The Zen of it is this: You can’t really identify the people you want in the interview process. At that point, it’s too late, and it’s all too scripted. That’s desperate recruiting.

Every year, the world spends billions for “just in time hiring” through online job boards, but precious little on circulating among the narrow, relevant communities these folks live in. How silly.

Yada, yada, yada

If your pipeline is full of applicants and resumes, that’s desperate recruiting. The best you can do is Yada, yada, yada through 20 interviews pretending you’re getting to know someone. You can’t assess someone in a job interview. It can’t be done. You have to mix it up with them in their own real world. Really getting to know who’s the best takes time. If you want to hire them, you have to start last year.

How does your company hire? Do you “Yada, yada, yada” through your interviews? Or do you cultivate relationships? Tell me why it takes too long to do it my way…

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How do I explain I quit an unethical company?

How do I explain I quit an unethical company?

Question

I am currently employed full-time and grateful to have a job. I am in the finance department of a small but unethical company which has no accountability, multiple “hands in the pot,” and uses unethical business practices. My suggestions to improve the department and to comply with GAAP (generally accepted accounting principles) are always met with, “That’s just the way it’s done here.” I can’t live with this. I have an exit strategy and the support of my spouse while I seek employment.

How do I approach the issue in interviews with future potential employers when they ask why I left that job and why I’m not working? Although honesty is the best policy, I most certainly cannot discuss the wrong-doings. Suggestions?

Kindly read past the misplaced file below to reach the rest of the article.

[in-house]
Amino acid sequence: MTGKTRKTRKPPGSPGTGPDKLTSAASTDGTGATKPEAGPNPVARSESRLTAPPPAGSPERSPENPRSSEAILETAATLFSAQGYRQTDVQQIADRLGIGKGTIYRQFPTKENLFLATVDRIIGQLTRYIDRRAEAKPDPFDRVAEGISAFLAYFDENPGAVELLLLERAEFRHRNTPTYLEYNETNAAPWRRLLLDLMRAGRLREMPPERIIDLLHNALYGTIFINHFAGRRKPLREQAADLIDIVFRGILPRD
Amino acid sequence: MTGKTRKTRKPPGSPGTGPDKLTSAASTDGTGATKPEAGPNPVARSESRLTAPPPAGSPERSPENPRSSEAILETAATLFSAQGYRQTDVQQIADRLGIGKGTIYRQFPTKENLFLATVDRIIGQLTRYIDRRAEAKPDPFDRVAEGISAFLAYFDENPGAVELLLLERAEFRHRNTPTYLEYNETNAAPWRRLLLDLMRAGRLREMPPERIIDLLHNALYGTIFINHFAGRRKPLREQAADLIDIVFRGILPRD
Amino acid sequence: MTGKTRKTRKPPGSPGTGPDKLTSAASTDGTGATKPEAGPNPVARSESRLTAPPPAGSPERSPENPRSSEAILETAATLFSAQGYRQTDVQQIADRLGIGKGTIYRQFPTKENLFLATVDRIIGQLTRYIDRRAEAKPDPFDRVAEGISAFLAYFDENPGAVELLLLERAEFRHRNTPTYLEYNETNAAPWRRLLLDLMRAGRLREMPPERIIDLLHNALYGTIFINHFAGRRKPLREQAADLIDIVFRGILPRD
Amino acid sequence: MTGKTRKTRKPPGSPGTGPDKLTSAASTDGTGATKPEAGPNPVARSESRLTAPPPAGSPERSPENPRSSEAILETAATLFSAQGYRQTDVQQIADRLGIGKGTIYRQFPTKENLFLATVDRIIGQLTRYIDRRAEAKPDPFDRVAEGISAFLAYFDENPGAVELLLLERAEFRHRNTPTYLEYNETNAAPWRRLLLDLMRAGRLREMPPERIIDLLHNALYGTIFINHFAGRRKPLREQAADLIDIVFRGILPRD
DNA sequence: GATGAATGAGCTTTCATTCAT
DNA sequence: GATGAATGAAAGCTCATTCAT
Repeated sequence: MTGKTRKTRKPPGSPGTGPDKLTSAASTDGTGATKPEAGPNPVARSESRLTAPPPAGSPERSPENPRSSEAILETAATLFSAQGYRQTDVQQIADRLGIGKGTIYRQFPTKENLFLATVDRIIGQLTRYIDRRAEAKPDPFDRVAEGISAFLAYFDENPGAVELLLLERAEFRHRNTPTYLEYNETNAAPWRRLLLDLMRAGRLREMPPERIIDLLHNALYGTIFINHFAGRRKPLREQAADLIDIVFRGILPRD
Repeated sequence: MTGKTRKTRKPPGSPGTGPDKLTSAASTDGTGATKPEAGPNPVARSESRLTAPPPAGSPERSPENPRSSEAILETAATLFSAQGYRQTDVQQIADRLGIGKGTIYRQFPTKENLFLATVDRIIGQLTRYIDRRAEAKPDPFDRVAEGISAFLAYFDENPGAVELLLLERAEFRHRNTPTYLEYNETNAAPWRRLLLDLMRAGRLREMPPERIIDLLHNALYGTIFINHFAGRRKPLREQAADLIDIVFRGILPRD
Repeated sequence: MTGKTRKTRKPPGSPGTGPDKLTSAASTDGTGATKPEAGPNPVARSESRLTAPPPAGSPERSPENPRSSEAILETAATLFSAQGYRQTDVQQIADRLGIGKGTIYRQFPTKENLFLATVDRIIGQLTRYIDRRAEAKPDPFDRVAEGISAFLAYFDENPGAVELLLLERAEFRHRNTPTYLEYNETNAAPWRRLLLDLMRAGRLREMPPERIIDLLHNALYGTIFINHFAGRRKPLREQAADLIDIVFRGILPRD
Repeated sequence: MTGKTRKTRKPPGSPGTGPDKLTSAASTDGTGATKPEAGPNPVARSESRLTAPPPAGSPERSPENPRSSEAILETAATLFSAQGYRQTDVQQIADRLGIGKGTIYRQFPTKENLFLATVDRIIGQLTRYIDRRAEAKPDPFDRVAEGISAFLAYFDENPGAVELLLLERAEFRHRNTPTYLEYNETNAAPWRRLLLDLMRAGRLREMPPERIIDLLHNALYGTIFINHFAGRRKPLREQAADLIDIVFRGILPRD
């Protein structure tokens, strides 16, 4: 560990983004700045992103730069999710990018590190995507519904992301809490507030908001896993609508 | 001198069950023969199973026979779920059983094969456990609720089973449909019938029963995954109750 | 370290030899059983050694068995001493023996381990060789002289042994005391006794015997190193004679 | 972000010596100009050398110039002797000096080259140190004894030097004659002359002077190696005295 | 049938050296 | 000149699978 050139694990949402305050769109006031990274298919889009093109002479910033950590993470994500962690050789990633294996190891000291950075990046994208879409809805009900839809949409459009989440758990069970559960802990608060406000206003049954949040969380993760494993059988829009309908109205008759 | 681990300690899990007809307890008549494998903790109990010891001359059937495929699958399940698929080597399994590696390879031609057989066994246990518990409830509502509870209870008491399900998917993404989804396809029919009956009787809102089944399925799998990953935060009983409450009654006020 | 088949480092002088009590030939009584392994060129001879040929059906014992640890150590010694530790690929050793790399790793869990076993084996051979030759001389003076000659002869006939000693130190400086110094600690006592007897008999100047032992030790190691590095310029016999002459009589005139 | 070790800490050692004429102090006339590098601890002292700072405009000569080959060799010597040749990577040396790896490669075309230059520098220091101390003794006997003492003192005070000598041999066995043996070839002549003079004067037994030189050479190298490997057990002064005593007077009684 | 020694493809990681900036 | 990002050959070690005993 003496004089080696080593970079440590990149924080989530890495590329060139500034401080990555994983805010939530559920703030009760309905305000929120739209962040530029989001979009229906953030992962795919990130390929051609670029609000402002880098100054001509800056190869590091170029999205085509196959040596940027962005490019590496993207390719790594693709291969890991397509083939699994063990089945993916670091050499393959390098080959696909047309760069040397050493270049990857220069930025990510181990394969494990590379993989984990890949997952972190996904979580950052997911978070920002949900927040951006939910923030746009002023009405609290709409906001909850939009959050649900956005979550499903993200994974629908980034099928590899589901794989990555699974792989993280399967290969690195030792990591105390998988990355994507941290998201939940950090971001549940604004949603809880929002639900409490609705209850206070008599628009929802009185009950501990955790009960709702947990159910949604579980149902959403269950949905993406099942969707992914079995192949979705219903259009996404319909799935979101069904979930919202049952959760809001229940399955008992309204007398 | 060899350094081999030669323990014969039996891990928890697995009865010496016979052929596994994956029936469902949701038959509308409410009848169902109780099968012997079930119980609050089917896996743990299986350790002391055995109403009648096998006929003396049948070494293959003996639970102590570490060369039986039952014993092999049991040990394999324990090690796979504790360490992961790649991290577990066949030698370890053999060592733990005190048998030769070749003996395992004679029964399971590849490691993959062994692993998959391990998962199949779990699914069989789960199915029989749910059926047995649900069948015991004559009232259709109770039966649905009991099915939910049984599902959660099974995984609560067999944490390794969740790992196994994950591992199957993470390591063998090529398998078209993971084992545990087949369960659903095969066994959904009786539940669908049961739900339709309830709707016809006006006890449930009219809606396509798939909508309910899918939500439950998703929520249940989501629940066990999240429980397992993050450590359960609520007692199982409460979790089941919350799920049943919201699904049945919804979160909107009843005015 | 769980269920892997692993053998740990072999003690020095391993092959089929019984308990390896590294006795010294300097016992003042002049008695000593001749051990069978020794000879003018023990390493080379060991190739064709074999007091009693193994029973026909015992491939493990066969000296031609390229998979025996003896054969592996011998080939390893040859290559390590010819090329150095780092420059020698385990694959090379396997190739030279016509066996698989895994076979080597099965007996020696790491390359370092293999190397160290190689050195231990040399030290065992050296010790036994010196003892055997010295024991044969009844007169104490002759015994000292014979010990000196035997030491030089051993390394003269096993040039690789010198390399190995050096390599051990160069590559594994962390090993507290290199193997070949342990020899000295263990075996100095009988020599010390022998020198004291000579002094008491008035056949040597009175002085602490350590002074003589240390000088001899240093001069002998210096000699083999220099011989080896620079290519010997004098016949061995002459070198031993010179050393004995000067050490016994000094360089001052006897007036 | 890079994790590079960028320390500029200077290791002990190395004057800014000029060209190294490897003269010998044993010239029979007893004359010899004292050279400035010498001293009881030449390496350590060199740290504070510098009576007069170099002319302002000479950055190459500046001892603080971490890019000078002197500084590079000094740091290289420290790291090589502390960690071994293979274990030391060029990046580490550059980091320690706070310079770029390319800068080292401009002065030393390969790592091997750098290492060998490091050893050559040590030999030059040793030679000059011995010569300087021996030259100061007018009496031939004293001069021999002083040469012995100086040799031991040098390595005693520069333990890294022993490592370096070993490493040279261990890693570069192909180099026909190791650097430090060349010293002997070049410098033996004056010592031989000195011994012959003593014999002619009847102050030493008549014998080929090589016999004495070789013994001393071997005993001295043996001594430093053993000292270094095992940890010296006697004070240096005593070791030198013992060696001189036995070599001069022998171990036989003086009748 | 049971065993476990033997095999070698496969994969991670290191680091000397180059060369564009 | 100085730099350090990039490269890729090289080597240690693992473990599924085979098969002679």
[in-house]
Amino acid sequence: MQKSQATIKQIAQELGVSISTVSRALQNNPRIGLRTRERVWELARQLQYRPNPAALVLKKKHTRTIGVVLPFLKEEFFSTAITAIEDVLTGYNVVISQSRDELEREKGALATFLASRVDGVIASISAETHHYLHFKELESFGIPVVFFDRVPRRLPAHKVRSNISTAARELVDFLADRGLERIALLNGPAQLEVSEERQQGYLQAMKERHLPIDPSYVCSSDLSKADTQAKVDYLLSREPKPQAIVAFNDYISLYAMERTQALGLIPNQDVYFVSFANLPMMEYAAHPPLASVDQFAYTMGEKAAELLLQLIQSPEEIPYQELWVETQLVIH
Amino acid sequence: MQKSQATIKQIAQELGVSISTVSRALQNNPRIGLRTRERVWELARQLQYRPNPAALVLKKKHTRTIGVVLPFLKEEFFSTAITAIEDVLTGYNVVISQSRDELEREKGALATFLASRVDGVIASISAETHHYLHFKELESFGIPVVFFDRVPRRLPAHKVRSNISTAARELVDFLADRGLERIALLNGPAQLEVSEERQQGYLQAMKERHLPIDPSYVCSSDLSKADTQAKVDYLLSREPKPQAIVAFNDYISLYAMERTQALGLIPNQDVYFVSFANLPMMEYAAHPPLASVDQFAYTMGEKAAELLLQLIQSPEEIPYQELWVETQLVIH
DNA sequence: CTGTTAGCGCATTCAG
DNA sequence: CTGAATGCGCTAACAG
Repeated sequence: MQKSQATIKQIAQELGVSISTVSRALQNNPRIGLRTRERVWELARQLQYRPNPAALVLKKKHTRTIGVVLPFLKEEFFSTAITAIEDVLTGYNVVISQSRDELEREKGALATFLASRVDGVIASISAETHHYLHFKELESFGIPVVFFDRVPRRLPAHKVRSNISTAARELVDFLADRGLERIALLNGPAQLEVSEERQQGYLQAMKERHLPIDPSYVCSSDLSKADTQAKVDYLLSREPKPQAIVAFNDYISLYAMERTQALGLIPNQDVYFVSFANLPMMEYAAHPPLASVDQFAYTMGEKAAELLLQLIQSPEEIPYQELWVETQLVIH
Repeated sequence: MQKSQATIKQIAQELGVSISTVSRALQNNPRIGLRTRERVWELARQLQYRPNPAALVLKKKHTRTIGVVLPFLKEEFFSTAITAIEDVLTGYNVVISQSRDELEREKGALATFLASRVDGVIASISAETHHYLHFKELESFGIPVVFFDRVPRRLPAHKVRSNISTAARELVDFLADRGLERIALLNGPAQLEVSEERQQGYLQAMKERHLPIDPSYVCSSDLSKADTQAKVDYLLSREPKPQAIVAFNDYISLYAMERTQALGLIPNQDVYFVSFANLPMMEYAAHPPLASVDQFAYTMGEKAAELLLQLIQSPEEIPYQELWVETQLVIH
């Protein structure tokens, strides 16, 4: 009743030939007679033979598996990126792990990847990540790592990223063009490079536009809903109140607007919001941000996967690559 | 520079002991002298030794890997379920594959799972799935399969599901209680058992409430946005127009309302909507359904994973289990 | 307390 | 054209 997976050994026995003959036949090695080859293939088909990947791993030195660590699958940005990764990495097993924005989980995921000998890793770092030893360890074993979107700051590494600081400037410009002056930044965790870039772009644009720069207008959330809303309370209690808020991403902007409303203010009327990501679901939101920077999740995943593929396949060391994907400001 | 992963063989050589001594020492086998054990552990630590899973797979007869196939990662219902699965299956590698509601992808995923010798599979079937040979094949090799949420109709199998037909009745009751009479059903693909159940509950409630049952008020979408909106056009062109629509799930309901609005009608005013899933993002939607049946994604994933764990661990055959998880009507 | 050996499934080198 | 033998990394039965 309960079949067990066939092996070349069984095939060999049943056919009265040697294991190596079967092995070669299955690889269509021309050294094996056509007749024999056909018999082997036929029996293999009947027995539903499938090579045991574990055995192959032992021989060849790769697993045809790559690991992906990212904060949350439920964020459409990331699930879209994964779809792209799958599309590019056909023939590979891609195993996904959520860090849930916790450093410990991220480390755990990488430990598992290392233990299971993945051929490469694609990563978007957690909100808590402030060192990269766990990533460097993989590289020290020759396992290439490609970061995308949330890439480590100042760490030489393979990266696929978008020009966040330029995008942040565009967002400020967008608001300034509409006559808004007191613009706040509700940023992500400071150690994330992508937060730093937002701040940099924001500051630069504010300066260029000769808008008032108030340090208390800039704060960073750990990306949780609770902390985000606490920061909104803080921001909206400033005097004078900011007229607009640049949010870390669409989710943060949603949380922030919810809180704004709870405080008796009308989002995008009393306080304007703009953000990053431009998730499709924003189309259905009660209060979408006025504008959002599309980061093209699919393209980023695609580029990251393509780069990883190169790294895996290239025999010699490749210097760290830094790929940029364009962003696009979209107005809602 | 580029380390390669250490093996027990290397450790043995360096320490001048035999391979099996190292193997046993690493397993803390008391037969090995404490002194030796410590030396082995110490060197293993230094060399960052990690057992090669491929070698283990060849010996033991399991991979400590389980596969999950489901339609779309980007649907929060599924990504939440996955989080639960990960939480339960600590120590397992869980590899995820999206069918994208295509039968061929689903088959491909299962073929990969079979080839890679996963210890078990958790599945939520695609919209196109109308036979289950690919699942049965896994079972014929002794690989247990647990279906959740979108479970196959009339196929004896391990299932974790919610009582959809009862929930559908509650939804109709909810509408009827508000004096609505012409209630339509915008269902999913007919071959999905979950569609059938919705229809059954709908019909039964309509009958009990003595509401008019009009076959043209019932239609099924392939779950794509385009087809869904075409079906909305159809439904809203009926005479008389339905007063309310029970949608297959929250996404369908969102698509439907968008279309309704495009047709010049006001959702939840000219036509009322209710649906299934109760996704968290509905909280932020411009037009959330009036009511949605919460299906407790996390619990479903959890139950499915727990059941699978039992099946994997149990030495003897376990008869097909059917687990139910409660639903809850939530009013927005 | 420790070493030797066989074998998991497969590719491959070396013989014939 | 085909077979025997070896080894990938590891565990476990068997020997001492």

Nick’s Reply

unethical companyYou work with bad apples and want to get away from them. That reflects well on you. You just need to say it the right way.

I worked for an unethical company

You could just come out and say it, but that’s not diplomatic. Saying it like that could raise questions about your tact in general. I don’t mean you should play the game of, “Well, you know what that means…”. But how you say you worked for a bad apple of an employer says a lot about you.

How to Say It
“I want to work for your company because you are one of the shining lights in this industry. I left my previous company because as a small, closely held operation it behaved in ways I was not comfortable with. I realized that I want to be in a more progressive company that is run ethically. Fortunately, my personal finances are solid and I can afford to take time to find the right company and job.”

Move the conversation along

That’s all I’d say. The passing reference to ethics will get the message across without you needing to say anything more but that you wanted out.

Say nothing about this in your resume, only in person or on the phone. A buddy of mine likes to say that your resume can’t defend you. This is a perfect example. You need to be in conversation so you can address any questions, and so you can steer the discussion toward what you can do to make this company more successful.

If an interviewer asks for details about the problems at your old company, just explain that you cannot disclose confidential information about a previous employer. That gives you room to discuss only what you want. Any good employer will respect that — and respect you for it.